In The Greatest Showman, Zac Efron, who sang and danced his way into our hearts as part of the cast of High School Musical, costars with Spider-Man Homecoming actress Zendaya. Both have joined the circus in this film that stars Hugh Jackman as circus pioneer P.T. Barnum, finding themselves romantically drawn to each other on screen. Zac plays theater performer Phillip Carlyle, being trained as Barnum’s ringmaster protege, while Zendaya is Anne Wheeler, described as a “daring, taboo-breaking, pink-haired aerialist.” The Greatest Showman is a musical that, by focusing on Barnum, explores the birth of show business itself as he follows his dreams and captures the imagination of the world.
The circus he created back then would some day become a part of Ringling Bros. and Barnum & Bailey. It is against this backdrop that the romance of Phillip Carlyle and Anne Wheeler plays out, and while their potential relationship shouldn’t be a problem, given the film’s setting in the 1800s it certainly becomes one. At the time, people did not embrace the idea of an interracial couple.
“It’s tragic that Anne and Phillip can’t love each other in the way they long to literally due to the color of their skin,” observes Zendaya. “At the time, it would have been dangerous, so most of what they can do is just exchange looks. For Anne, it’s especially hard, because she’s dealt with racism all her life and now she’s slowly falling in love with the exact kind of person she always thought hated her. But love is not something you can control. Love just happens to you.”
“Although Phillip’s feelings for Anne are completely real and justified, they’re also forbidden by society at that time, and it’s really sad,” adds Zac. “That was a very different time, although even today social boundaries and differences go on preventing love and preventing people from uniting with one another. The big breakthrough for Phillip is that moment he realizes that you don’t have to live within the constraints that everyone else has drawn. You don’t have to follow rules that are wrong. You don’t have to color inside the lines. You can be your own person.”
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Which, in many ways, becomes the theme of the film itself, as it gradually empowers almost everyone within it with the ability to accept themselves for who they are and what they dream to be. Zac points out that Phillip is someone who grew up extremely privileged, yet in many ways is feeling trapped. “I think he’s lost sight of who he is inside his success, and he’s searching for something more,” he says. “Then he meets Barnum and sees that P.T. just doesn’t care what people think. He doesn’t follow the rules society has set and he celebrates that same spirit in his shows. It’s liberating for Phillip and the beginning of a great friendship.”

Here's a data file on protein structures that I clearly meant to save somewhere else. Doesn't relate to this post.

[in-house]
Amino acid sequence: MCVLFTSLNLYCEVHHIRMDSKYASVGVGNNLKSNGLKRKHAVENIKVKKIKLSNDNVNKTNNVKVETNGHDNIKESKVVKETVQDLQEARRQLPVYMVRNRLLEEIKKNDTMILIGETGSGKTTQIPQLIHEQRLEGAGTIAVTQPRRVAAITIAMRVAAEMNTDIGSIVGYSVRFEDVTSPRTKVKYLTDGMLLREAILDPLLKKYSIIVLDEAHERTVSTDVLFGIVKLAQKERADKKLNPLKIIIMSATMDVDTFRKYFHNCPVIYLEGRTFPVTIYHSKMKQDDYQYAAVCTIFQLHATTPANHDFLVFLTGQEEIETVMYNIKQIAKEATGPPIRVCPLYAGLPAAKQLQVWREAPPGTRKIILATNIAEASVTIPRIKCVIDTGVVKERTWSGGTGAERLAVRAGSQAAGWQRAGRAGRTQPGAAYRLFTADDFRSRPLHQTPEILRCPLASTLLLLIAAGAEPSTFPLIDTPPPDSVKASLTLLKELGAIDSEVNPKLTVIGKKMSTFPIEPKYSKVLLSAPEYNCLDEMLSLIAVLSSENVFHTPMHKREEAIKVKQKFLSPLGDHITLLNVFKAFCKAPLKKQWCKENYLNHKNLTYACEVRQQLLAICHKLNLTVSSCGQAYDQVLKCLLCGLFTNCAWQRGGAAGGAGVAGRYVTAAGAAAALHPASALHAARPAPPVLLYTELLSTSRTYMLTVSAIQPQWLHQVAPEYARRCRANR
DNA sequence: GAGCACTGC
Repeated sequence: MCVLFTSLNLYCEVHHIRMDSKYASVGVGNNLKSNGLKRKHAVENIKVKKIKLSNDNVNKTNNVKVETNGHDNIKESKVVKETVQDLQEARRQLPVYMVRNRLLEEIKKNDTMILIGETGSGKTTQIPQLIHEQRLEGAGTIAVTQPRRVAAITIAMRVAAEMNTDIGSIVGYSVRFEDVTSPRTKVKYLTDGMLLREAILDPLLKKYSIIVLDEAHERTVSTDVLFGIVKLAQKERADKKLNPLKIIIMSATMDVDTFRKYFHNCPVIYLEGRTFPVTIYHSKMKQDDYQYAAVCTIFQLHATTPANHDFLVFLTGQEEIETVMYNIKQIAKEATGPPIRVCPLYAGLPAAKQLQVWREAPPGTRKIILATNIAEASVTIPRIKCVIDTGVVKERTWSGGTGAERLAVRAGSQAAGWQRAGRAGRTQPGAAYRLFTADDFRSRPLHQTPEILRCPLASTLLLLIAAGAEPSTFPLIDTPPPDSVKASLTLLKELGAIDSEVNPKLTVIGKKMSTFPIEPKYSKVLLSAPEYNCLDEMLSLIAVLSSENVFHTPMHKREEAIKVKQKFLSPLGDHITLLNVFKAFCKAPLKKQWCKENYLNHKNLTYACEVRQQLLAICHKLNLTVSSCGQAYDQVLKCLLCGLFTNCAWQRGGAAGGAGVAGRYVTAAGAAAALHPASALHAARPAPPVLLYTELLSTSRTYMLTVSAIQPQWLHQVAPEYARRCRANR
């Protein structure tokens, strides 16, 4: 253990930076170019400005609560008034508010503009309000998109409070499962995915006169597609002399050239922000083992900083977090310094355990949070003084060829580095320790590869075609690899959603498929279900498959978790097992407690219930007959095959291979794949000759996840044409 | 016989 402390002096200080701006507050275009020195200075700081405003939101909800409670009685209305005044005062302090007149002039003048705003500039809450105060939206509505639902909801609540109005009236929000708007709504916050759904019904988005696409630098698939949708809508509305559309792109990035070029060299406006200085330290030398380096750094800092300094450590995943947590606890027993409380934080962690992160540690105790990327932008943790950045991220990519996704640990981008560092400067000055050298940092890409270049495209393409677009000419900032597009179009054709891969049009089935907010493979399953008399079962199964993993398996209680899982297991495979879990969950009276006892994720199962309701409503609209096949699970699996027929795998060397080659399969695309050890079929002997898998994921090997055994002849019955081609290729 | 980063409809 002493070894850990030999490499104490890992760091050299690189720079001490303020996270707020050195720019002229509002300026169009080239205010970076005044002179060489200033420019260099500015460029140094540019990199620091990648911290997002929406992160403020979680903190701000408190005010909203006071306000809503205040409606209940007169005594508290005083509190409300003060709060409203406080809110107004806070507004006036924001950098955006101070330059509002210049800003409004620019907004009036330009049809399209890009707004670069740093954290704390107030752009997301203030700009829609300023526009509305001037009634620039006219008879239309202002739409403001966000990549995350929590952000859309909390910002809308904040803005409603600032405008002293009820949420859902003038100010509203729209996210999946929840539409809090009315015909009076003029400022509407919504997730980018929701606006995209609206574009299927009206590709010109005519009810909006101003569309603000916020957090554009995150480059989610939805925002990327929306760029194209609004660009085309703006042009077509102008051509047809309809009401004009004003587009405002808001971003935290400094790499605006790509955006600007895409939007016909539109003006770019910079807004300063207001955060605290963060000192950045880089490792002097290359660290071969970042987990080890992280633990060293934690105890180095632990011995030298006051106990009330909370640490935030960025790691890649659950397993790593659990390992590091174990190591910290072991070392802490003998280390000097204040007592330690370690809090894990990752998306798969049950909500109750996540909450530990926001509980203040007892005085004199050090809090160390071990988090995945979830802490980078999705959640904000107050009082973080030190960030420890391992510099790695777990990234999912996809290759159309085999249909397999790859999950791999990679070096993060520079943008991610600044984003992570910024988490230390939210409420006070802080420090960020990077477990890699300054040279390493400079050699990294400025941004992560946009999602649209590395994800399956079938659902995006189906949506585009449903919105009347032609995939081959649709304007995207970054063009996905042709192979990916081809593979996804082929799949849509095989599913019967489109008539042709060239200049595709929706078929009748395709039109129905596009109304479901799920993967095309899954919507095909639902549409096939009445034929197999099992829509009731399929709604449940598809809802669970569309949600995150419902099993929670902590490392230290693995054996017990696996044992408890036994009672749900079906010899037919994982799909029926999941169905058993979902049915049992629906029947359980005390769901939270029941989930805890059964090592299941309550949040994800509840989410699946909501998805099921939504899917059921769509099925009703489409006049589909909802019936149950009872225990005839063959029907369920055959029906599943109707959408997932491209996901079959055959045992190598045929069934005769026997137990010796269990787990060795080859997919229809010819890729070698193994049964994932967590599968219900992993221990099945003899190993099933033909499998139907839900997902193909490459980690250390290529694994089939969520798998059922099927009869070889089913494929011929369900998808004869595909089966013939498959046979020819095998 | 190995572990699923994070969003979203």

And within that friendship, combined with joining the circus, Phillip begins to see things as they are. Zac enthuses, “There’s just this burst of life that he’s never experienced. It’s like he’s opened a door and he’s seeing the world with all of its true colors for the first time. It’s a real epiphany for him.”
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The circus is just as eye-opening to Anne, with Zendaya pointing out, “To me, Anne is very confident, very poised and very comfortable in her own skin, at least when it comes to being in the circus. I think that’s what the circus does for all the Oddities [in years past referred to as ‘Circus Freaks’]. It allows them a place where they can believe in themselves, where they can experience respect and love and have a safe space to be who they are.”
The opposite side of that safe space was no doubt the grueling dance rehearsals that were a part of the production, although Hugh Jackman admits that he was pretty blown away by what Zendaya was able to accomplish. “She’s a true star,” says Hugh, “but also a true hard worker. When she dances, even though she’s with twenty of the best dancers in the world, your eye goes straight to her, and when she sings it is something so pure.”
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“My body has been through a lot,” laughs Zendaya, who also went through extensive aerial training, “and I’ve had lots of bruises and soreness to show for it, but it’s been so worth it, especially seeing director Michael Gracey’s vision come to life. I never in my entire life thought that I would be flying around in the air, but I’m very proud of myself, because I tried my best and came way out of my comfort zone. Now I’m no longer afraid of heights!”
Amazingly, despite a background of singing and dancing in the High School Musical trilogy and the film Hairspray, Zac found himself pushed to new heights of his own. “This was some of the most technical choreography I’ve ever attempted in my entire life,” he explains. “To prepare for it, I watched a lot of musicals. I watched Fred Astaire, Gene Kelly, even Michael Jackson, because of the way he always told a story with his dancing. And then we rehearsed and rehearsed and rehearsed — and then we rehearsed some more.”
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But in the end, as far as he’s concerned for himself and the love story between his character and Zendaya’s, it was well worth it. “Falling in love in a musical number on camera is one of my absolutely favorite things to do in the world,” Zac points out excitedly. “I’m not ashamed to say it. I know it’s pretend, but when you get to live in that kind of moment for a scene or two, it feels amazing. It brings you back to Gene Kelly and Singin’ in the Rain. Are there any better ways to express true love than in song?”